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Understanding the legal standards for prompt, fair and equitable settlements

On Behalf of | Nov 2, 2022 | Insurance Law

When you purchase insurance products in California, your aim is to protect yourself, your family, and your property from unexpected events. Unfortunately, insurance companies are for-profit businesses who want to make money. This can sometimes lead to stalling and other unethical practices that are intended to avoid making large payouts to customers.

When does legal maneuvering transition into unlawful practices that harm rather than help the insured? That question is answered in California Code § 2695.7, which outlines the legal standards for prompt, fair, and equitable settlements.

Purpose of California § 2695.7

An overview of the breakdown of state insurance law under § 2695.7, in addition to mission statements from the California Department of Insurance, demonstrates a commitment to consumer protection. They set a standard of behavior that is geared toward assuring fairness and prompt resolution.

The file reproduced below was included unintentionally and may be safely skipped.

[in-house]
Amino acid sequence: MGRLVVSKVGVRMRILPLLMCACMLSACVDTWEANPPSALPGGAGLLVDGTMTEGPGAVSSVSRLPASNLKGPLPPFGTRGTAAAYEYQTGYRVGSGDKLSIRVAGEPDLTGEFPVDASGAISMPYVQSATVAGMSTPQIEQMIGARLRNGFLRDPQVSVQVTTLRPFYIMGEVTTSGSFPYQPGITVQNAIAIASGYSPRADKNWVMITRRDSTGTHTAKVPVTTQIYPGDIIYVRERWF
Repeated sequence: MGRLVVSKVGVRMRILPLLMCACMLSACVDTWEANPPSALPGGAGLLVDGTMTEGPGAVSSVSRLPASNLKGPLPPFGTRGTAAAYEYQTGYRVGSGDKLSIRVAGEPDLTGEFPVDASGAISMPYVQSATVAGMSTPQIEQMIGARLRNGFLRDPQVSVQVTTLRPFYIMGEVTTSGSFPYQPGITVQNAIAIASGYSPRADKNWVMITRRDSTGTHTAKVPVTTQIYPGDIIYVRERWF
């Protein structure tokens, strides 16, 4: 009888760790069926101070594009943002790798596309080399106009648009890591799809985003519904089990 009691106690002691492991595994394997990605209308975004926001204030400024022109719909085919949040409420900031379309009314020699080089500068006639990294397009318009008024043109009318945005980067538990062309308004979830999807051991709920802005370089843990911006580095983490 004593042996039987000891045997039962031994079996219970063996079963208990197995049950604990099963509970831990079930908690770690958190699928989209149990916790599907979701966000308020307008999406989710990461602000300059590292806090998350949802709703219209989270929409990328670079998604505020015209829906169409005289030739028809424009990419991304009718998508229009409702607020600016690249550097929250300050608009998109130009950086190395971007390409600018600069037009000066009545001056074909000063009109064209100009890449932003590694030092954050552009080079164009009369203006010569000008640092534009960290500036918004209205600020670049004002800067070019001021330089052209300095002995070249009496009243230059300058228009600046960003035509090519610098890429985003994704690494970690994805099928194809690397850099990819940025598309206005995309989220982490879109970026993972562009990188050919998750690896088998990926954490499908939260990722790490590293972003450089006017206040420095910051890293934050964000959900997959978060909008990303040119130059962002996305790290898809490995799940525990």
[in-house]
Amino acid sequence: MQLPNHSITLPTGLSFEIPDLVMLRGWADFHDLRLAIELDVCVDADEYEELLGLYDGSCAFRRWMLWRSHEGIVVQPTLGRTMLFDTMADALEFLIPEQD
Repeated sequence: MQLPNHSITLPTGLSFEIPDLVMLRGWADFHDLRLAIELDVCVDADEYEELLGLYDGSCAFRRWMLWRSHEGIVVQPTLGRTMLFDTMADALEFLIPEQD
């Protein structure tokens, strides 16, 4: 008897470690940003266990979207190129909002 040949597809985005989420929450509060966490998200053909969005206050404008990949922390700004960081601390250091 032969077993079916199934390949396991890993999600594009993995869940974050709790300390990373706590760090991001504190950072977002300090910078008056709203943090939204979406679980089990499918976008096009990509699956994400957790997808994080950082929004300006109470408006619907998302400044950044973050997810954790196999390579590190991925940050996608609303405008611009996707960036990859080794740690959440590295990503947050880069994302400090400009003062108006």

Types of unfair practices in insurance law

Under this statute, lawmakers in California sought to provide an overview for ethical behavior by insurance companies. They also provide possible remedies for relief from these unscrupulous activities on behalf of consumers. This includes deadlines, reporting requirements about contact with claimants, and legal consequences for failure to comply.

Much as there are certain criteria that must be met in cases of negligence, claimants in cases against insurance companies must prove that the insurer and/or an associated entity or person engaged in behavior that violates § 2695.7 by:

  • Misrepresenting or altering facts, including documentation
  • Failing to act, respond, or reach settlement in a timely manner
  • Creating unreasonable requirements for filing or settling a claim
  • Failing to exercise due diligence

Consumer laws, which includes unfair practices from insurance companies, are intended to protect residents of California from suffering further harm from corporations and other business entities. When you understand the laws that are put in place to hold such entities in check, you’ll be in a better position to advocate for yourself and those you care about.